Data modeling, systems design, and detailed planning are all moving at full speed for the SmartHubs Smart Local Energy Systems (SLES) project in West Sussex, UK, with implementation planned to safely ramp up when lockdown restrictions ease.
The timing of the project is apt as Foreign Secretary Dominic Raab told global leaders at the virtual Petersberg Climate Dialogue that it is the "duty of every responsible government" to reboot economies along climate-resilient lines.
He went on to add, "This means investing in industries and infrastructure that can turn the tide on climate change." Leading green business coalition, the European Corporate Leaders Group (CLG Europe), is also urging EU leaders to put decarbonization and green jobs at the core of their coronavirus recovery strategy.
SmartHubs is a £31 million demonstrator to integrate decarbonization of heat, transport and energy across social housing, transport, infrastructure and private residential and commercial properties. Part of the funding is provided through the government's modern industrial strategy by Innovate UK, part of UK Research and Innovation. Their 'Prospering from the Energy Revolution' challenge is an overall £102.5 million investment from the government to develop smart systems that can support the global move to renewable energy.
The project, which aims to revolutionize the way energy is generated, stored, shared and consumed, features homegrown UK Clean Tech pioneers jointly rising up to grapple with the challenge of the energy transition. SmartHubs brings together innovative technology systems and business models to deliver a replicable, scalable, distributed energy resource management system (DERMS) of the future.
"SmartHubs is a massive project for a massive challenge, working with a local authority committed to both the climate change agenda and supporting SME scale up," said Matthew Lumsden, Connected Energy CEO and chair of the SmartHubs Steering Committee. "Bringing together innovative technologies and integrating them on this scale is an exciting proposition and one we are keen to see replicated up and down the country to help manage the climate emergency we're facing. Working on a project like this during a global pandemic is a challenge but it's more important than ever that we can create a replicable model for the rest of the UK to follow."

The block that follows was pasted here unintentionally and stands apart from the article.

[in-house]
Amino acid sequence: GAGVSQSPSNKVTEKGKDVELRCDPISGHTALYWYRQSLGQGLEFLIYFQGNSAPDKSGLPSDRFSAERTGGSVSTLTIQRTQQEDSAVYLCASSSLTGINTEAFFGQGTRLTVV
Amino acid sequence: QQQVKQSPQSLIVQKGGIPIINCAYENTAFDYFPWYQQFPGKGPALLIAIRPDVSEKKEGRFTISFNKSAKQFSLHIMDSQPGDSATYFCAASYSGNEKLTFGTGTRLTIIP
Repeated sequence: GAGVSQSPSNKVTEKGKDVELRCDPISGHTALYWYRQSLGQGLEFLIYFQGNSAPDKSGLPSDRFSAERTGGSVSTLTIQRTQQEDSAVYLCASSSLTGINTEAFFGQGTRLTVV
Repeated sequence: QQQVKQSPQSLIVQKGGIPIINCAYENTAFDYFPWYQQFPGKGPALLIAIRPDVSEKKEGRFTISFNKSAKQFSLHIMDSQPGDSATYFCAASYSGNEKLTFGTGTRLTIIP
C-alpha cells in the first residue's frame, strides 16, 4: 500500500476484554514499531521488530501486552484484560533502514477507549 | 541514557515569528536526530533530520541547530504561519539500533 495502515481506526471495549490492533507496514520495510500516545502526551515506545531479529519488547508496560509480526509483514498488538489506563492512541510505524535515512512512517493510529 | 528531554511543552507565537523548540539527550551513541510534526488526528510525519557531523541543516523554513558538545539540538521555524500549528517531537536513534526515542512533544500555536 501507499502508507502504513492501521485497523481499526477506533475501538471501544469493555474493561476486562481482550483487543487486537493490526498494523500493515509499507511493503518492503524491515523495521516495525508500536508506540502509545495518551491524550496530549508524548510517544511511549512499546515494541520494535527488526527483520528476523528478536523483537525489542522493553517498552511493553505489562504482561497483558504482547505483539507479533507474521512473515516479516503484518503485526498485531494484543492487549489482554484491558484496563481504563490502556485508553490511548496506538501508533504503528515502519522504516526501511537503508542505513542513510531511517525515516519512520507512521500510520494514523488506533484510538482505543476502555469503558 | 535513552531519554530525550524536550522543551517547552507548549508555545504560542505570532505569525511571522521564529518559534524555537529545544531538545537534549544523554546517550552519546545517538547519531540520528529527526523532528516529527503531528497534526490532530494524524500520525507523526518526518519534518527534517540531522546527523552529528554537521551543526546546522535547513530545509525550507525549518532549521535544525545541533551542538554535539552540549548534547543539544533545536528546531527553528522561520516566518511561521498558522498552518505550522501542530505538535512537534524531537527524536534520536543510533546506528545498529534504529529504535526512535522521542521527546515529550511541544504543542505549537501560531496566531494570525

The SmartHubs VPP, powered by Moixa's GridShare technology will aggregate and manage the large fleet of hybrid systems across transport, heat and power to deliver flexibility services into ancillary markets ensuring system reliability and delivering a stronger, cheaper, cleaner grid. Moixa will also provide up to 350 smart solar panel and battery systems to deliver sustainable, low-carbon energy to social homes, schools, businesses and the local public sector in West Sussex. Up to 250 electric vehicle charging points to support the transition to low carbon transport will also be installed.
Interseasonal heat transfer firm ICAX is designing and installing a marine source heat pump to transfer heat from the sea water in Shoreham Harbour to heat adjacent buildings of the Shoreham Port Authority using a district heating system.
PassivSystems will install 250 air source heat pumps (ASHP) with smart controls in domestic social and private residences both on and off gas grid. Learning algorithms analyse multiple data points within the homes to learn their thermal properties. Weather information and user behavior will then be overlaid to predict user demand; this is then used to optimize the efficiency of the heating system and will enable aggregation to respond to demand side response (DSR) opportunities. Throughout the life of SmartHubs PassivSystems will further develop its smart controls and operating platform to improve social landlord and tenant interfaces and enhance demand forecasting to support VPP outcomes.
ITM Power will investigate the feasibility of integrating electrolyzer based hydrogen refueling systems into a localised energy system. Hydrogen generated from renewables can provide zero carbon fuel for transport and support the local energy system with a 2 MW load which can be switched on or off, enabling better management and control of the electricity system. Lead partner Connected Energy will deliver a 12 MW in-front-of-the-meter battery energy storage system in Sompting West Sussex, as well as up to nine 300 kW behind-the-meter battery systems across the region, and up to five EV charging hubs with integrated photovoltaics and battery energy storage. These systems will use over 1,000 second-life electric vehicle batteries and add grid balancing, grid load management and resilience services to the project. The 12 MW system alone has a total capacity of 14.4 MWh, the energy equivalent of powering 1,695 average homes for a whole day*.
Newcastle University's Electrical Power Research Group's socio-technical research will use mathematical methods in order to evaluate the whole series of network management techniques used in the project. The team will bring modeling expertise to SmartHubs, providing a detailed technical understanding of the performance parameters of each technology to be deployed.
Steve Read, director of Environment and Public Protection at West Sussex County Council said, "We are delighted to be part of the SmartHubs project. This is an exciting opportunity and recognition of our growing reputation for delivering successful, pioneering energy projects such as our solar farms, battery storage projects and Solar Power for Schools program.”
SmartHubs is one of four Innovate UK demonstrator projects to be built over the next three years to illustrate how integrated intelligent local systems can deliver power, heat and mobility to users in new and better ways.